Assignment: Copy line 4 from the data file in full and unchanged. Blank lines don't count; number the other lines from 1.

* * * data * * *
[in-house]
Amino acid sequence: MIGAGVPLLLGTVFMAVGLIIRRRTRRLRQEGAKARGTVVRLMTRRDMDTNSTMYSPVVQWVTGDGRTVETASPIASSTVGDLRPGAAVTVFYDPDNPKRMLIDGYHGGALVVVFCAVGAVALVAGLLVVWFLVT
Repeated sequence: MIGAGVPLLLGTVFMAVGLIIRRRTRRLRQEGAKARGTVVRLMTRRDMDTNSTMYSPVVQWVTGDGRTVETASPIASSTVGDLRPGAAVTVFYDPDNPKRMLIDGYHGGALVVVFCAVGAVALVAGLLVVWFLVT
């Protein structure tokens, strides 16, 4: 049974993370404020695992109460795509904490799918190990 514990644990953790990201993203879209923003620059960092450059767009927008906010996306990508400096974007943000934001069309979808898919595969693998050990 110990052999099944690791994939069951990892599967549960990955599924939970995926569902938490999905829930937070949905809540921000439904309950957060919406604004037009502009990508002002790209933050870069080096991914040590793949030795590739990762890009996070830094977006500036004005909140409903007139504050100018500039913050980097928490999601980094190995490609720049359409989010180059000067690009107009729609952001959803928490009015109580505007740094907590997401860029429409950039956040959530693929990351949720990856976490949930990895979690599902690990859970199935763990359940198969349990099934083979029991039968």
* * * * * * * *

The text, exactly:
């Protein structure tokens, strides 16, 4: 049974993370404020695992109460795509904490799918190990 514990644990953790990201993203879209923003620059960092450059767009927008906010996306990508400096974007943000934001069309979808898919595969693998050990 110990052999099944690791994939069951990892599967549960990955599924939970995926569902938490999905829930937070949905809540921000439904309950957060919406604004037009502009990508002002790209933050870069080096991914040590793949030795590739990762890009996070830094977006500036004005909140409903007139504050100018500039913050980097928490999601980094190995490609720049359409989010180059000067690009107009729609952001959803928490009015109580505007740094907590997401860029429409950039956040959530693929990351949720990856976490949930990895979690599902690990859970199935763990359940198969349990099934083979029991039968």